There is a possibility, but not if you go about it correctly. All hair dye packaging recommends carrying out a skin patch test before using a colorant.

Apply the color to an area the size of a quarter, behind an ear or inner elbow. If, after 24 hours, there is no irritation, discomfort or redness, it is safe to color without risk of a rash or reaction.

When you read about people suffering severe allergic reactions, it is most likely that the patch-test warnings have been ignored in these cases.

Can hair coloring give me a dry and itchy scalp?

Many women have existing flaky and itchy scalp conditions and blame their hair color. In my answer to question one, I mentioned an eight-month study I conducted to establish that hair coloring does not cause thinning or hair loss.

Coloring should definitely be avoided on scratched or very irritated skin conditions.

I don’t want to use peroxide or ammonia. What else can I use to color my hair?

The obvious coloring agents to use in this case would be vegetable colors such as henna or chamomile. These have many disadvantages, though. The colors they produce are not natural-looking and they fade very quickly, leading to more frequent applications, unnatural colors and, ultimately, drier, brittle hair.

Also, in a similar way to semi-permanent colors, there is a continual overlap in application, leading to an unnatural appearance — particularly on the ends.

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Additional Information Hair Coloring FAQ(s)

To obtain natural-looking hair color, peroxide and ammonia are in need, as without these ingredients your color will not take as well,look as good, or last as long. There are specific reasons for their inclusion that involve complicated hair and ingredient chemistry.

Provided you take sufficient care before, during and after the dying process, there is no reason why you shouldn’t have the best of all worlds: beautiful, long-lasting color and well-conditioned hair.

Visit us for a free Hair Consultation

We offer free hair consultation. You may drop by any time before 7:00 pm. We are open seven days week. Also, you can send a private message to our facebook or instagram account. Please note that all quotes provided to you are for estimation purposes only. We still need to assess your hair in person before the work is guaranteed. You will be provided with the actual cost upfront by your stylist so that you can decide from thereon.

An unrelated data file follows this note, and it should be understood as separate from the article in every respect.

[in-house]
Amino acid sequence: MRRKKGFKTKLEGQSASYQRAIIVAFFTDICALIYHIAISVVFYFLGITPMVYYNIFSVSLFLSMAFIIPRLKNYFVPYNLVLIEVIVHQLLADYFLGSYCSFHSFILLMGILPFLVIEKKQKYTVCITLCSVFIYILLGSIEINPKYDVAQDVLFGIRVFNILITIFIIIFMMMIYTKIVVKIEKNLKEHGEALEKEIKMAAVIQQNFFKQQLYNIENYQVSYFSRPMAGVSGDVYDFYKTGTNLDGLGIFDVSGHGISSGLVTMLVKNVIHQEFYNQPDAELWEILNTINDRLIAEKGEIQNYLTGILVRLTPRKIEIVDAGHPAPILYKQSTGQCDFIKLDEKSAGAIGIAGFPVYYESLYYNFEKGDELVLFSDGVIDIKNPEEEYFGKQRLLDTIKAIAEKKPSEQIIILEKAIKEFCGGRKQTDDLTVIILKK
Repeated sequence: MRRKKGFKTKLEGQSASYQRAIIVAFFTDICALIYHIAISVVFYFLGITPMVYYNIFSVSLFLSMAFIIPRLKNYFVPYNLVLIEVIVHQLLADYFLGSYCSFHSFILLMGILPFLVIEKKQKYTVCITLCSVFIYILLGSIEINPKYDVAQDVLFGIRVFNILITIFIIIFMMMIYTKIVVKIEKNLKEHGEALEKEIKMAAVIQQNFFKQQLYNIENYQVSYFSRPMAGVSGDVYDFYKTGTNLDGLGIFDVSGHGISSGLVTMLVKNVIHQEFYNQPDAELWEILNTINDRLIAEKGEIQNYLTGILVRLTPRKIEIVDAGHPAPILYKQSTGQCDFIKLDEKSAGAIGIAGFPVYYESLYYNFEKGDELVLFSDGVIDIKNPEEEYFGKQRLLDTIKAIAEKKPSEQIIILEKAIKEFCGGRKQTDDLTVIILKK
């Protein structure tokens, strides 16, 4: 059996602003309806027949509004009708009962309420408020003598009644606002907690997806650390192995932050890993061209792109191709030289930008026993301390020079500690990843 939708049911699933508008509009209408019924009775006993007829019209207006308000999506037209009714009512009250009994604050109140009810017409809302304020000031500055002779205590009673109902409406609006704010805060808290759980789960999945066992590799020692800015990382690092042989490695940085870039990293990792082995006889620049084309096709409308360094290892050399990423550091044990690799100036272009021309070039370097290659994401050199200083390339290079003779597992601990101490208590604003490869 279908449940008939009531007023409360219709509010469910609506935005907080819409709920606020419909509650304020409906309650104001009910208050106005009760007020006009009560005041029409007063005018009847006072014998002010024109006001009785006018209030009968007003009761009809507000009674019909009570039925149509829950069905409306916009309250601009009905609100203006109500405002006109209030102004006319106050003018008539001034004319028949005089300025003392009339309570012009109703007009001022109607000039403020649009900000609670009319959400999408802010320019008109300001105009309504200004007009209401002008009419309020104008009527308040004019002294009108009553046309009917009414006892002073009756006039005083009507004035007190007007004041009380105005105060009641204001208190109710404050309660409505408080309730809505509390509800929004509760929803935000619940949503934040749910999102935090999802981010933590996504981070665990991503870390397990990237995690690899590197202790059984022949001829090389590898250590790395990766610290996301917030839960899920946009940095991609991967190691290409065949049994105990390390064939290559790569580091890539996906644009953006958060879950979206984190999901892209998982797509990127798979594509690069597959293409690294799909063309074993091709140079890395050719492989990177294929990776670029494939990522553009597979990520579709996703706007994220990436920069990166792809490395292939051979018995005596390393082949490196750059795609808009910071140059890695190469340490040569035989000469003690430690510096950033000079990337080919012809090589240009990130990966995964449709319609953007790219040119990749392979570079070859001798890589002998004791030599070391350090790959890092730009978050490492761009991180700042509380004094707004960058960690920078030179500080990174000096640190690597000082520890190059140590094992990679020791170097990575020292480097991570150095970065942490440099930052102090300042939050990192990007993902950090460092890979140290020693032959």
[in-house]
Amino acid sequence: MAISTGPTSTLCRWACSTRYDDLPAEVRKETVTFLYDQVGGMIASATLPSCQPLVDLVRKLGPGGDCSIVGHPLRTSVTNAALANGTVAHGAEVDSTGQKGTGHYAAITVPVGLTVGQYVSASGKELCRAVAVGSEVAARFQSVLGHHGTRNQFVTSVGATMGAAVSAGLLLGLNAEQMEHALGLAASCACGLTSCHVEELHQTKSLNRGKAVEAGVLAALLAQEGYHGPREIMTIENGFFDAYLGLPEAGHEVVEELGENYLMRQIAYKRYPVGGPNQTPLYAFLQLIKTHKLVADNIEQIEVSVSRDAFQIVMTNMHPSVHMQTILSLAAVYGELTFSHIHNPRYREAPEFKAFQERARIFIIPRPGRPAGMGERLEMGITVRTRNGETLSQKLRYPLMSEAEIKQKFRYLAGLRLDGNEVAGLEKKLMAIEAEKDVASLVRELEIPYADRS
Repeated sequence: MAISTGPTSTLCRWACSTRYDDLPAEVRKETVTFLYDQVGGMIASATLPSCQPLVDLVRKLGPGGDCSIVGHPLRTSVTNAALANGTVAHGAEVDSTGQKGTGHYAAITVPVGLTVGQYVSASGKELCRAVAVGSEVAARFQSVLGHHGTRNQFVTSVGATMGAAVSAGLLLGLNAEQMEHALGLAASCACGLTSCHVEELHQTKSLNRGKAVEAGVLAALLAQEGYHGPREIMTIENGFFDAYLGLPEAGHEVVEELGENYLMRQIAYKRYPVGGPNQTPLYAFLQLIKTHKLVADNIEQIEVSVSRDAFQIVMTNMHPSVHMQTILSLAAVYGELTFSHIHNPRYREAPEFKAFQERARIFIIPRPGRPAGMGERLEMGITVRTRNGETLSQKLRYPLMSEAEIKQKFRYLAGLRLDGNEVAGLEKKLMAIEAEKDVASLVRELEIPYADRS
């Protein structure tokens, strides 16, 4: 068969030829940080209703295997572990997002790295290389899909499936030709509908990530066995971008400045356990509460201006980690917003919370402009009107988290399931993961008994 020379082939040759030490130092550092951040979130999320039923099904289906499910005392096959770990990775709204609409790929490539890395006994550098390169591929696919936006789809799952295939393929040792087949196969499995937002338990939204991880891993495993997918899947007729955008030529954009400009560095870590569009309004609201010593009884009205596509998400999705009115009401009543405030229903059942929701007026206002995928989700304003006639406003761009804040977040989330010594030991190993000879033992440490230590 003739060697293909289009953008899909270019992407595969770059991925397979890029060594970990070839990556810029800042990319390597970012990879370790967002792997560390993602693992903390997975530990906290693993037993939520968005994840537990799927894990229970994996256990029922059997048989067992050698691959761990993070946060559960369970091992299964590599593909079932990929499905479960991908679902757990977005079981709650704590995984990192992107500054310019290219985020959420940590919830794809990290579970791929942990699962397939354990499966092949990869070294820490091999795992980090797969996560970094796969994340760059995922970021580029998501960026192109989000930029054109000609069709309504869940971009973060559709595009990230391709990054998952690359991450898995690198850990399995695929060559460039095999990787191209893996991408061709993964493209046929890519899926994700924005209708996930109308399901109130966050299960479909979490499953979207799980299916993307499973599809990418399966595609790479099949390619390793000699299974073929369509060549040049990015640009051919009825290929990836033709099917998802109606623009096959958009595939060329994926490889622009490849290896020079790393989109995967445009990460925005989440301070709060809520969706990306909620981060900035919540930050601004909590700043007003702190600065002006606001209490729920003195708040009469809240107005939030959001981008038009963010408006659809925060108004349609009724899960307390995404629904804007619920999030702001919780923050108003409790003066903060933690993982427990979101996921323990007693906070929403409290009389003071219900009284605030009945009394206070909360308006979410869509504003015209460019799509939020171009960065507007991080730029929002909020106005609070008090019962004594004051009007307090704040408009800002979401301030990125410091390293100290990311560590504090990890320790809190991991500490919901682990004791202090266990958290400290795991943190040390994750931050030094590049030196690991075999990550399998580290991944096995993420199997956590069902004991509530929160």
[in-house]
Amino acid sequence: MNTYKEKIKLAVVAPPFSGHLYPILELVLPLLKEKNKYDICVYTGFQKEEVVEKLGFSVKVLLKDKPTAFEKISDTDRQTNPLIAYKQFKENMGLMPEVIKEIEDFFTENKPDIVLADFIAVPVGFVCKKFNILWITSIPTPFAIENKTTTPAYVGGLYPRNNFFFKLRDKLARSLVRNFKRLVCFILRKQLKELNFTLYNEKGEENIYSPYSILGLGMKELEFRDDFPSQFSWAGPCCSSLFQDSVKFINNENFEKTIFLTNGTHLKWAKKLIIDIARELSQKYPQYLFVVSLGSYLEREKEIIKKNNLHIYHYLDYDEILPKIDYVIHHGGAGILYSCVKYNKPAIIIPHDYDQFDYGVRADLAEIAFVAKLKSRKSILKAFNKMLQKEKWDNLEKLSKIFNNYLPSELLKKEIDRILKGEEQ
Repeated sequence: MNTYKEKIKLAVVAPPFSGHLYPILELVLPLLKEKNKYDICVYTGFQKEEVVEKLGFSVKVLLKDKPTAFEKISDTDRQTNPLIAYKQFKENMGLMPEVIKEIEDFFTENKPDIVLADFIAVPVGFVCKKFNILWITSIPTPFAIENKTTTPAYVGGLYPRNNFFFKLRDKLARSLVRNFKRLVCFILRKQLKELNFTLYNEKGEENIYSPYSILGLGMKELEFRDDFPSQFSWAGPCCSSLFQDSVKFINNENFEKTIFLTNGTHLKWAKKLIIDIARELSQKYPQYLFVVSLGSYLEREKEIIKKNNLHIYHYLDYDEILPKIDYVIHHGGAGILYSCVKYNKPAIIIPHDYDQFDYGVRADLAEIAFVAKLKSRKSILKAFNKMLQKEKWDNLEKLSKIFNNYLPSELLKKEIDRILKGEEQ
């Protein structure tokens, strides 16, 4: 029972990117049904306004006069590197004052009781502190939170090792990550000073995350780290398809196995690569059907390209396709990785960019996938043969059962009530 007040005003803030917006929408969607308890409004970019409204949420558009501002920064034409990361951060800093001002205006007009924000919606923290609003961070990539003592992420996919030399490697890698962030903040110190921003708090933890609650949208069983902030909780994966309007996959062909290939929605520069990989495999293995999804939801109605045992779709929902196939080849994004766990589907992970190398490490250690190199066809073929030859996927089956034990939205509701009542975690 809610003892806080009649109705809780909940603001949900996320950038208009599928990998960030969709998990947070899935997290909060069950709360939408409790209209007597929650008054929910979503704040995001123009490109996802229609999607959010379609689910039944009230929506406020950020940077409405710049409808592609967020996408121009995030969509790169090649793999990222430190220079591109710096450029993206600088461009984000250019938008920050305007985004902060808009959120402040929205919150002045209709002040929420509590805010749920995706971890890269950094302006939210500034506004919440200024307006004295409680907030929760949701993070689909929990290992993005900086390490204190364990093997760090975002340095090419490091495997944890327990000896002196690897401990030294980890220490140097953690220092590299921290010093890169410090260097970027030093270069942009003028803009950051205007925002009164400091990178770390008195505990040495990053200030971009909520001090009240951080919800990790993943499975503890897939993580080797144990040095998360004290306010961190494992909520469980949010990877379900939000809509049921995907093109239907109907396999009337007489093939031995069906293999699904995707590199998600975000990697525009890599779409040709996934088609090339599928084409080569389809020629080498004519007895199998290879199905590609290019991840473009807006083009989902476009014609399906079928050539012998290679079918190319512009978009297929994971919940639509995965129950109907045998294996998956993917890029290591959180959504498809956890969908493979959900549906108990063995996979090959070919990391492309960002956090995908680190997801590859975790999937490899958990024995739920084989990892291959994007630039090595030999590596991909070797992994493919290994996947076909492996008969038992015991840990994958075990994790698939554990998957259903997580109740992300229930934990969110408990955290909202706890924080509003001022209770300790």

Need additional information?

You can contact us or visit any of our branches in Manila for a free hair consultation. Please call us if you would like to schedule an appointment:

Landline: 8852-1788
Globe: 09662783141
Smart: 09391432448

Or, you can send us a message from our facebook page at facebook.com/DotZeroHairStudioByMars.

For more information please click here. We always have a promotional offer every month and it is updated frequently.

Bleaching can leave your hair with mild to severe damage due to acidic action of strong chemicals or wrong handling or extreme heat application during the procedure. The ruined hair might feel dry, spongy, porous, brittle or rough due to damaged hair cuticles which cover the cortex, carrying the hair’s natural color. While store-bought potion and products might help repair the condition, there are quite a few easy, natural ways to get your hair healthy after bleaching.

1. Shampoo your hair less often. In order to restore your bleached hair, you will have to discontinue washing your hair daily. When you shampoo your hair, you are not only cleaning the hair but you are also stripping the natural oils and sebum from your hair. The oils and sebum are natural moisturizers. If your hair is prone to looking and feeling oily, use a dry shampoo on the days that you don’t wash your hair.

2. Deep condition your hair one or more times per week. The amount that you condition your hair depends on how often your hair needs it. Apply deep conditioner to your hair after you have already washed it with shampoo and regular conditioner. Use a wide-toothed comb to distribute it through your hair. Warm a towel in the dryer or with a hair dryer. Wrap your hair with the warm towel. Leave the deep conditioner and towel on your hair for 30 minutes. Wash it completely out of your hair.

3. Always wash hair with lukewarm or cold water. Hot water promotes dryness in the hair. That is counterproductive to restoring bleached hair as your goal is to add moisture to your hair. If you wash hair with lukewarm water, always rinse your hair with cold water at the very end. That will seal the cuticle.

4. Use a leave-in conditioner after every time that you wash your hair. As bleached hair is often porous and prone to tangles, a leave-in conditioner adds moisture and makes hair easier to comb. That will prevent strands of hair from breaking off.